Tough Budget – Tough Decisions for Government of Ontario


A tough Ontario budget will be delivered March 27th. Finance Minister Dwight Duncan has signaled that Ontarians can expect a budget that will make difficult choices to keep the province on track to balance the books by 2017-18. And tough, it should be.
Coping with the Deficit while at the same time trying to foster economic growth in Ontario, will be no easy feat. Doing both will require that the Ontario government responds quickly to a series of short and long-term recommendations that are designed to restore Ontario’s place as Canada’s economic engine.
As part of a province-wide set of recommendations, the London Chamber along with our counterparts from the Ontario Chamber of Commerce are urging the government to concentrate its short term efforts on returning to fiscal balance by eliminating its $16 billion deficit. It also urges the government to capitalize on new areas of growth.

In the short term we believe that the government’s plan should be a measured one that is fiscally responsible and does not hinder economic growth. As such, the government should not retreat from moving ahead with scheduled corporate income tax rate reductions as we have previously prescribed.

They can and should begin to eliminate the deficit by implementing a broad, long-term public sector compensation restraint strategy along with reforming Ontario’s labour arbitration system to make it more sustainable.

We have also recommended that freezing transfers to those municipalities that do not reduce or limit spending should be part of that short-term plan. The City of London has fared well in this regard but many Ontario communities have not. The Province would also be well advised to use alternative service delivery when it is efficient and effective to do so.

Further advances could be made if the Province would cut red tape by streamlining and harmonizing regulations between governments and by adopting co-regulation and self-regulation models.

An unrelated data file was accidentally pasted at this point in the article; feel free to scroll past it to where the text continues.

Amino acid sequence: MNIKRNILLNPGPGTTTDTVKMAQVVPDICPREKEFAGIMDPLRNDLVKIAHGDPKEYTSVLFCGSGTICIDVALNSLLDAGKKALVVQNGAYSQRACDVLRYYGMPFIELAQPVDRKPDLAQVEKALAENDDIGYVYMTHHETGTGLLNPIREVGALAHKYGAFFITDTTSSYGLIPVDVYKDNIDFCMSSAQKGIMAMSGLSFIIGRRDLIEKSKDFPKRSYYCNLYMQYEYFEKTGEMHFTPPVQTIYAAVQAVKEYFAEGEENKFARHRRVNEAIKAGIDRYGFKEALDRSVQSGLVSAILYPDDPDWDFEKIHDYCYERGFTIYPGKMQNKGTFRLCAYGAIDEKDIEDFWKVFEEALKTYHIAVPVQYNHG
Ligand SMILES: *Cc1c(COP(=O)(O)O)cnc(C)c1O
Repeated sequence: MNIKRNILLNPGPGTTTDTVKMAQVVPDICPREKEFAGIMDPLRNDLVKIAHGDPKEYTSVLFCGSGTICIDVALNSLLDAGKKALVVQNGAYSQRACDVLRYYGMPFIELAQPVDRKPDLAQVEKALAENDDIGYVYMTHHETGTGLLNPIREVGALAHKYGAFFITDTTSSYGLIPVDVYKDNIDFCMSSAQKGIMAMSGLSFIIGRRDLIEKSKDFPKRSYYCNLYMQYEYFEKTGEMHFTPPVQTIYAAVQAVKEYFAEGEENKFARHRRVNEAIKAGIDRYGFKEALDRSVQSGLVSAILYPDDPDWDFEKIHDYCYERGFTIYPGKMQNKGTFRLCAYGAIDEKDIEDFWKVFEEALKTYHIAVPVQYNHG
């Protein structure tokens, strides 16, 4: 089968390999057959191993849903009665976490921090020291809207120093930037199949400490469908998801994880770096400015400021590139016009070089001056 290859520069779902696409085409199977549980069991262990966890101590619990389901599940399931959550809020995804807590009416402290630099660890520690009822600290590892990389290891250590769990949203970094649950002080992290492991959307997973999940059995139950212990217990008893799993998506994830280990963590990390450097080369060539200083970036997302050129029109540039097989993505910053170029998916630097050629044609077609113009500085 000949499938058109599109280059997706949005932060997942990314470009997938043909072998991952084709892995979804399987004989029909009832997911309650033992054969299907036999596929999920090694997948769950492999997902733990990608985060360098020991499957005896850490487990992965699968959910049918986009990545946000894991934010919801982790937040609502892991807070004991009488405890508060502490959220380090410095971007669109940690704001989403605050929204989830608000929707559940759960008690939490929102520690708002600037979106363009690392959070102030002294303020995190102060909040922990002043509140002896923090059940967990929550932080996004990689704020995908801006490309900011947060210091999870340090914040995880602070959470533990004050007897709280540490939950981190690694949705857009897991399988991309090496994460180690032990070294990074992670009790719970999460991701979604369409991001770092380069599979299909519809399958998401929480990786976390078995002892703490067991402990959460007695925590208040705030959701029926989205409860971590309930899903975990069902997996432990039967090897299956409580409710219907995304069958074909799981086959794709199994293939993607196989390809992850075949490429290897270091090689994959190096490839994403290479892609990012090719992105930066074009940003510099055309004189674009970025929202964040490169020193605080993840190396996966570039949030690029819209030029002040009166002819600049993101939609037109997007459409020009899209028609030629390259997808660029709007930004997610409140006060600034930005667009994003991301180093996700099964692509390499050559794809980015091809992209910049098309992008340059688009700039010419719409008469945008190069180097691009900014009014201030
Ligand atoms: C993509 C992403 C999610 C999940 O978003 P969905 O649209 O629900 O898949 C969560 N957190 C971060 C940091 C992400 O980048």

In the longer term we believe that the government’s long-term plan must recognize that future economic growth depends on the Province’s ability to meet the needs of a 21st century economy. As such, the government should promote an export culture in Ontario by encouraging trade with emerging/growing markets. In addition, the Province should spur innovation and productivity by streamlining innovation supports and promoting top growth sectors by maximizing resource development and making strategic investments in infrastructure.

The Drummond Report was quick to point out the dire situation that our health care sector finds itself in. As such the Province must reform Ontario’s health care system by adjusting compensation models for some workers and management and, by allowing more specialized private clinics to operate in the Province.

We also believe every effort should be made to approve legislation that prescribes the reduction of WSIB benefits and employer premiums along with significant reforms to Ontario’s pension system so that both can remain viable.

As we scan our members greatest concerns heading into this budget, we should not be surprised that they include: 1) addressing the deficit; 2) cutting red tape; 3) cutting spending and redirecting it to priority areas; 4) supporting innovation; and 5) expanding the provincial wage freeze to the broader public sector.

The real test for this government will be the courage required to make these tough decisions and to make significant cuts to low performing or unnecessary programs while again, not stifling much needed economic growth and job creation. Time will tell how well they can juggle the two. In the meantime, the term “shared pain” comes to mind!

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